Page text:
Panthers’ Eric Reid calls Eagles’ Malcolm Jenkins a ‘sellout’ | Marcus Hayes
The Panthers' safety, Colin Kaepernick's closest ally, accosts the Eagles' star on the field then excoriates him in the locker room. Malcolm Jenkins declines to fight back, says he's proud of Reid and Kaepernick.
They once were brothers-in-arms.
In 2016, Malcolm Jenkins and Eric Reid marched in lockstep on the frontline of the NFL players' quest to relieve what they perceived to be institutional oppression of minorities in America. That seems ages ago. For more than a year, Reid and Jenkins have marched to different drummers.
The latest installment of their one-way, Colin Kaepernick-fueled feud took place Sunday near the 45-yard line at Lincoln Financial Field. Jenkins was walking onto the field when Carolina's Reid crashed the coin toss.
Jenkins, who once protested systemic oppression during the national anthem and helps lead the Players Coalition, was at midfield as an Eagles captain. Reid, who still protests systemic oppression but now considers the Players Coalition to be a consortium of treachery, was not a captain, but he came onto the field anyway. Jenkins broke off and spoke to Reid. Reid afterward said that Jenkins was aggressive. Jenkins refused to comment.
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Whatever Jenkins said, Reid responded with a flurry of wild-eyed invective. He had to be restrained by a teammate and a coach. Reid said he called Jenkins a "sellout" on the field.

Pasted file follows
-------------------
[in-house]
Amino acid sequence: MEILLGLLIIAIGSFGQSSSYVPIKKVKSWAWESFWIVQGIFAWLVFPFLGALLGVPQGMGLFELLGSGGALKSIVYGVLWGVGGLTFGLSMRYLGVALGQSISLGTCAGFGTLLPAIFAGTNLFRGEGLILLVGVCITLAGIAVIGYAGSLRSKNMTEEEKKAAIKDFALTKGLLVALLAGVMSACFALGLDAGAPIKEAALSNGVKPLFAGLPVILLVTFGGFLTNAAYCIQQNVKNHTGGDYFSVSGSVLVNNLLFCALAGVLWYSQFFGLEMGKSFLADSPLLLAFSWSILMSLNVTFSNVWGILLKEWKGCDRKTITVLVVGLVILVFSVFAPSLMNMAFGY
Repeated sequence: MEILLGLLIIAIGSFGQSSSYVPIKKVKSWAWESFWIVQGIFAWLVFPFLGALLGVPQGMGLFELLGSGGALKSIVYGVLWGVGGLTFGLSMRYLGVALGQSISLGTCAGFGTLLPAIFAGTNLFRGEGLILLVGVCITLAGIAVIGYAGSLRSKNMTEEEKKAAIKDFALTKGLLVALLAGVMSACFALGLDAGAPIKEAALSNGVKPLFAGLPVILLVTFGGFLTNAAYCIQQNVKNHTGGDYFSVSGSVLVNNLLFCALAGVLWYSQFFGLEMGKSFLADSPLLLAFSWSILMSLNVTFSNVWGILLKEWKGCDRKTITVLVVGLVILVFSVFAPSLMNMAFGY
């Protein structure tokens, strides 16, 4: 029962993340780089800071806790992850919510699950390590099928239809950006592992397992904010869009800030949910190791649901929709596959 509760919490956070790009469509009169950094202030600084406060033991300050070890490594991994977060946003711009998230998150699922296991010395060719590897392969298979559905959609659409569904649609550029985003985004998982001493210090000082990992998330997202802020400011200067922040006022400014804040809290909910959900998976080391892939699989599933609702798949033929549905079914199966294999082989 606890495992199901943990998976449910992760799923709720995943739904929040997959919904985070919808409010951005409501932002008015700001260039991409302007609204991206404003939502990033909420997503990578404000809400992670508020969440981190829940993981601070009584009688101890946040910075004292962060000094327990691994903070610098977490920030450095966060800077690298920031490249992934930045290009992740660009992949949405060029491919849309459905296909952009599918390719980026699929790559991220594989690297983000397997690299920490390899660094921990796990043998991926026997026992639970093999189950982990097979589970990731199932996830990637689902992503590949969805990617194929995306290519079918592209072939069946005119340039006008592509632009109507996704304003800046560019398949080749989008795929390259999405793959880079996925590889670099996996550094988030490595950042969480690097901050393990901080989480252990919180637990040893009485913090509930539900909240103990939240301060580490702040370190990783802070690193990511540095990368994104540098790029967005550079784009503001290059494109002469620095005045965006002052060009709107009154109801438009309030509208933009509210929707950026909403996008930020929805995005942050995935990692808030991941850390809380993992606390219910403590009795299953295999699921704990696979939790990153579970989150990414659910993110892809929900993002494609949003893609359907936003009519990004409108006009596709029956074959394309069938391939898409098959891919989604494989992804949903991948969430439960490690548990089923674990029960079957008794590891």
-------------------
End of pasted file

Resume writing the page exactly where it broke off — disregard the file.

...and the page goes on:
Reid went much further after the game. Wearing a Kaepernick-themed T-shirt, Reid said Jenkins was "cowardly" and "corrupt." He said Jenkins is an"opportunist," a "neocolonialist" who aligns with oppressors. He said Jenkins premeditatively "co-opted" the Kaepernick movement after Kaepernick, then a 49ers quarterback and Reid's teammate, started sitting, then kneeling, during the national anthem in the 2016 preseason.
Essentially, Reid called Jenkins the worst thing you can call an American black man without using the words "Uncle" and "Tom."
Jenkins, as usual, refused to return fire.
"I would never get up here and say anything bad about somebody I know whose intentions were real about helping their community — especially another black man," Jenkins said. "I respect him. I'm glad he has a job. I'm glad he's back in the league."
This was the first interaction between the Reid and Jenkins since the winter of 2017-18, when Reid, Kaepernick and a small group of hard-line protesters, concerned that the coalition was abandoning Kaepernick and waffling on protesting, began to distance themselves from the coalition. The split was complete within a year, after Jenkins and the coalition secured a 5-year, $89 million commitment from the NFL to fund various initiatives — and, to a large extent, ceased protesting. That has infuriated Reid ever since.
"I think it was James Baldwin who [approximately] said, 'To be black in America and to be relatively conscious is to be in a constant state of anger,' " Reid said. "I'm in a constant state of anger."
Anger at oppression … or at Jenkins?
"Both. Systemic oppression is what I'm protesting, and neocolonialism. It keeps happening," he said with a chuckle of disgust. "I would say he's a neocolonialist."